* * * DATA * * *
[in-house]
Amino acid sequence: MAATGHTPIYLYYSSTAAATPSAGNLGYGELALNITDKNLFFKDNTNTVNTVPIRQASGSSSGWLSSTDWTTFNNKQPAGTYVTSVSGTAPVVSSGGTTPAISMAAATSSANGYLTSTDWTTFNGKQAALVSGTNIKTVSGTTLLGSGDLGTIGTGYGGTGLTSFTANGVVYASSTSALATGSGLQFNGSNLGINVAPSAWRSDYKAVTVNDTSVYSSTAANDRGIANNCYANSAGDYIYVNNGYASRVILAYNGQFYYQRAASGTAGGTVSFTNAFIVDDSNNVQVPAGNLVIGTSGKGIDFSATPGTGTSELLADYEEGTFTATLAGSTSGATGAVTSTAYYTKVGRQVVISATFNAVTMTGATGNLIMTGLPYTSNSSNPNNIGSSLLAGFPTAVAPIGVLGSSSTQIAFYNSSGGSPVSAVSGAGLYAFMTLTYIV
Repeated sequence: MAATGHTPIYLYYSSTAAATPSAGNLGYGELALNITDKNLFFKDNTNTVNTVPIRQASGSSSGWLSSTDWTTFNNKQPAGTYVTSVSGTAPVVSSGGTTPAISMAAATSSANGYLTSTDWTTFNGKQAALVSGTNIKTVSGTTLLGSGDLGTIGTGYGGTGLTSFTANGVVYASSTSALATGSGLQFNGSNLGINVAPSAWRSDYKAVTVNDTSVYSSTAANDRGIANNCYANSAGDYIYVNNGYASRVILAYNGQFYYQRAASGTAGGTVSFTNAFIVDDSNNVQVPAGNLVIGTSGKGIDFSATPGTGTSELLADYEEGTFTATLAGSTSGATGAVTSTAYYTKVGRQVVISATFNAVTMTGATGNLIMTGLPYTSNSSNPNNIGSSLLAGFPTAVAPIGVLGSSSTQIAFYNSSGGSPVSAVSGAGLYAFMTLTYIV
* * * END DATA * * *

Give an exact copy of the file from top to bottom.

[in-house]
Amino acid sequence: MAATGHTPIYLYYSSTAAATPSAGNLGYGELALNITDKNLFFKDNTNTVNTVPIRQASGSSSGWLSSTDWTTFNNKQPAGTYVTSVSGTAPVVSSGGTTPAISMAAATSSANGYLTSTDWTTFNGKQAALVSGTNIKTVSGTTLLGSGDLGTIGTGYGGTGLTSFTANGVVYASSTSALATGSGLQFNGSNLGINVAPSAWRSDYKAVTVNDTSVYSSTAANDRGIANNCYANSAGDYIYVNNGYASRVILAYNGQFYYQRAASGTAGGTVSFTNAFIVDDSNNVQVPAGNLVIGTSGKGIDFSATPGTGTSELLADYEEGTFTATLAGSTSGATGAVTSTAYYTKVGRQVVISATFNAVTMTGATGNLIMTGLPYTSNSSNPNNIGSSLLAGFPTAVAPIGVLGSSSTQIAFYNSSGGSPVSAVSGAGLYAFMTLTYIV
Repeated sequence: MAATGHTPIYLYYSSTAAATPSAGNLGYGELALNITDKNLFFKDNTNTVNTVPIRQASGSSSGWLSSTDWTTFNNKQPAGTYVTSVSGTAPVVSSGGTTPAISMAAATSSANGYLTSTDWTTFNGKQAALVSGTNIKTVSGTTLLGSGDLGTIGTGYGGTGLTSFTANGVVYASSTSALATGSGLQFNGSNLGINVAPSAWRSDYKAVTVNDTSVYSSTAANDRGIANNCYANSAGDYIYVNNGYASRVILAYNGQFYYQRAASGTAGGTVSFTNAFIVDDSNNVQVPAGNLVIGTSGKGIDFSATPGTGTSELLADYEEGTFTATLAGSTSGATGAVTSTAYYTKVGRQVVISATFNAVTMTGATGNLIMTGLPYTSNSSNPNNIGSSLLAGFPTAVAPIGVLGSSSTQIAFYNSSGGSPVSAVSGAGLYAFMTLTYIV